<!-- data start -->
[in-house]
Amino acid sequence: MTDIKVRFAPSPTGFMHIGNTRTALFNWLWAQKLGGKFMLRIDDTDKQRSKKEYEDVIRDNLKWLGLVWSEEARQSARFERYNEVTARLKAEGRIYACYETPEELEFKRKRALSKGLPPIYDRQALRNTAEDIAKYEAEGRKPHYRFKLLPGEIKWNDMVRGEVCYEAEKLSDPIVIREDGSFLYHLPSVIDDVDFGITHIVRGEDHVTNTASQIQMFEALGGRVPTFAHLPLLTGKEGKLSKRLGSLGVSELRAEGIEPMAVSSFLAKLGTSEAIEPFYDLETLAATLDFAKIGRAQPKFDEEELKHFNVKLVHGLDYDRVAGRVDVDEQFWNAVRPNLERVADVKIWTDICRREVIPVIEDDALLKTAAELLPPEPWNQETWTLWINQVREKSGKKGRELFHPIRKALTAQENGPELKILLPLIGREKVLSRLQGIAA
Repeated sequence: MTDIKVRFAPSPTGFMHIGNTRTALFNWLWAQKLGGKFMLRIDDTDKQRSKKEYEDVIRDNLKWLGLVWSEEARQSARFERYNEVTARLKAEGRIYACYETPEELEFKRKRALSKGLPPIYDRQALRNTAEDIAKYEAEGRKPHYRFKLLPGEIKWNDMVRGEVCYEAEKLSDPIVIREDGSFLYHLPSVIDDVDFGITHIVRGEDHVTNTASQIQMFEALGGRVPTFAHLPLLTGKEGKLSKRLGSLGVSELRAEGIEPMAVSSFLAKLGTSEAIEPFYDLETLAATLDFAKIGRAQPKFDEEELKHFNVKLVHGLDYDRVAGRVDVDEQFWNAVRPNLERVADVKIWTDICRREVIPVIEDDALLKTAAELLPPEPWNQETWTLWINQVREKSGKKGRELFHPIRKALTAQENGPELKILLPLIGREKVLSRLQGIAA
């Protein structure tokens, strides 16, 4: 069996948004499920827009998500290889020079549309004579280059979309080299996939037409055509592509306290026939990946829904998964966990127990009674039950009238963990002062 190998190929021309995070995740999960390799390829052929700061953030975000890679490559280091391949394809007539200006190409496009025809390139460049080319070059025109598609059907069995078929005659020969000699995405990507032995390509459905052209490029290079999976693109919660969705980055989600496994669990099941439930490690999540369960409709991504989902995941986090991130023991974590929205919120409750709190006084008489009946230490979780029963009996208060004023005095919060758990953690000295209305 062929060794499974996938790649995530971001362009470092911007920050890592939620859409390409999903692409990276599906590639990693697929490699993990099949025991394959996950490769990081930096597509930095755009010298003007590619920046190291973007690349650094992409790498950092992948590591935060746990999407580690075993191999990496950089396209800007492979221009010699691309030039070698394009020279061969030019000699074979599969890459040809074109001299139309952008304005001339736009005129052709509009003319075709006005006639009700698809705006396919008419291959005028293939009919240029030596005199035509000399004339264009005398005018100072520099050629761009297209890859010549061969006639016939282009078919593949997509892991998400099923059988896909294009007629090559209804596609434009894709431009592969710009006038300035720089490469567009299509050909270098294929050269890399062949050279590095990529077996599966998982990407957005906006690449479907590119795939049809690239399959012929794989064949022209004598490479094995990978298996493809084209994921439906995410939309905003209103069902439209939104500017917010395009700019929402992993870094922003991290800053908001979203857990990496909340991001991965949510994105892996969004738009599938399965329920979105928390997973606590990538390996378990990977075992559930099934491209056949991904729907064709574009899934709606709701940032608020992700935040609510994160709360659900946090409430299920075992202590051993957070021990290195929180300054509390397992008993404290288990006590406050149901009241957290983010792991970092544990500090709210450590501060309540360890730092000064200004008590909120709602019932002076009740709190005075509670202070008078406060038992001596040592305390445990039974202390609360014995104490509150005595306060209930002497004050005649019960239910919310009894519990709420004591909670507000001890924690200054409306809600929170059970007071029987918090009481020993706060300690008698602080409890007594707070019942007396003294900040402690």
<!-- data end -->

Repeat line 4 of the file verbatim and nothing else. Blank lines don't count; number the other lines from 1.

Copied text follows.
């Protein structure tokens, strides 16, 4: 069996948004499920827009998500290889020079549309004579280059979309080299996939037409055509592509306290026939990946829904998964966990127990009674039950009238963990002062 190998190929021309995070995740999960390799390829052929700061953030975000890679490559280091391949394809007539200006190409496009025809390139460049080319070059025109598609059907069995078929005659020969000699995405990507032995390509459905052209490029290079999976693109919660969705980055989600496994669990099941439930490690999540369960409709991504989902995941986090991130023991974590929205919120409750709190006084008489009946230490979780029963009996208060004023005095919060758990953690000295209305 062929060794499974996938790649995530971001362009470092911007920050890592939620859409390409999903692409990276599906590639990693697929490699993990099949025991394959996950490769990081930096597509930095755009010298003007590619920046190291973007690349650094992409790498950092992948590591935060746990999407580690075993191999990496950089396209800007492979221009010699691309030039070698394009020279061969030019000699074979599969890459040809074109001299139309952008304005001339736009005129052709509009003319075709006005006639009700698809705006396919008419291959005028293939009919240029030596005199035509000399004339264009005398005018100072520099050629761009297209890859010549061969006639016939282009078919593949997509892991998400099923059988896909294009007629090559209804596609434009894709431009592969710009006038300035720089490469567009299509050909270098294929050269890399062949050279590095990529077996599966998982990407957005906006690449479907590119795939049809690239399959012929794989064949022209004598490479094995990978298996493809084209994921439906995410939309905003209103069902439209939104500017917010395009700019929402992993870094922003991290800053908001979203857990990496909340991001991965949510994105892996969004738009599938399965329920979105928390997973606590990538390996378990990977075992559930099934491209056949991904729907064709574009899934709606709701940032608020992700935040609510994160709360659900946090409430299920075992202590051993957070021990290195929180300054509390397992008993404290288990006590406050149901009241957290983010792991970092544990500090709210450590501060309540360890730092000064200004008590909120709602019932002076009740709190005075509670202070008078406060038992001596040592305390445990039974202390609360014995104490509150005595306060209930002497004050005649019960239910919310009894519990709420004591909670507000001890924690200054409306809600929170059970007071029987918090009481020993706060300690008698602080409890007594707070019942007396003294900040402690």